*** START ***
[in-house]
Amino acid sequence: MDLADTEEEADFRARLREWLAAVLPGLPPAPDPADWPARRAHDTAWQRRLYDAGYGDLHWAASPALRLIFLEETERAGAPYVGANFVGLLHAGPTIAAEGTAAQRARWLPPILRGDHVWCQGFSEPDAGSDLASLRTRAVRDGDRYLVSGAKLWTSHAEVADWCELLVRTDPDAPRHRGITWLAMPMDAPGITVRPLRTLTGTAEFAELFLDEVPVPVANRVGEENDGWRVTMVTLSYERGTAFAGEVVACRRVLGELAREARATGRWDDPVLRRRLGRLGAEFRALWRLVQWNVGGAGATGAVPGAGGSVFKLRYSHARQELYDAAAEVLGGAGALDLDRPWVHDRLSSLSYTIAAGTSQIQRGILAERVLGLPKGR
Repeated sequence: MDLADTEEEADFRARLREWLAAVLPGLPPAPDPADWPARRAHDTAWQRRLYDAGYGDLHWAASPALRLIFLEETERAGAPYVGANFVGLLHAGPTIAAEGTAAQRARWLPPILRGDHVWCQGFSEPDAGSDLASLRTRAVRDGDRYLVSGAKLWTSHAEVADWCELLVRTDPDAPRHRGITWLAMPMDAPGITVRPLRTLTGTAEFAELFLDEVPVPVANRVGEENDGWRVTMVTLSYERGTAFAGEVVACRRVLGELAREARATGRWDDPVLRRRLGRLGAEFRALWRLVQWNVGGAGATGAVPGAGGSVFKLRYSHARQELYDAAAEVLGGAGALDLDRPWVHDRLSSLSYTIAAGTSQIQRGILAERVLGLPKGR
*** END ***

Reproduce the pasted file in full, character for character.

[in-house]
Amino acid sequence: MDLADTEEEADFRARLREWLAAVLPGLPPAPDPADWPARRAHDTAWQRRLYDAGYGDLHWAASPALRLIFLEETERAGAPYVGANFVGLLHAGPTIAAEGTAAQRARWLPPILRGDHVWCQGFSEPDAGSDLASLRTRAVRDGDRYLVSGAKLWTSHAEVADWCELLVRTDPDAPRHRGITWLAMPMDAPGITVRPLRTLTGTAEFAELFLDEVPVPVANRVGEENDGWRVTMVTLSYERGTAFAGEVVACRRVLGELAREARATGRWDDPVLRRRLGRLGAEFRALWRLVQWNVGGAGATGAVPGAGGSVFKLRYSHARQELYDAAAEVLGGAGALDLDRPWVHDRLSSLSYTIAAGTSQIQRGILAERVLGLPKGR
Repeated sequence: MDLADTEEEADFRARLREWLAAVLPGLPPAPDPADWPARRAHDTAWQRRLYDAGYGDLHWAASPALRLIFLEETERAGAPYVGANFVGLLHAGPTIAAEGTAAQRARWLPPILRGDHVWCQGFSEPDAGSDLASLRTRAVRDGDRYLVSGAKLWTSHAEVADWCELLVRTDPDAPRHRGITWLAMPMDAPGITVRPLRTLTGTAEFAELFLDEVPVPVANRVGEENDGWRVTMVTLSYERGTAFAGEVVACRRVLGELAREARATGRWDDPVLRRRLGRLGAEFRALWRLVQWNVGGAGATGAVPGAGGSVFKLRYSHARQELYDAAAEVLGGAGALDLDRPWVHDRLSSLSYTIAAGTSQIQRGILAERVLGLPKGR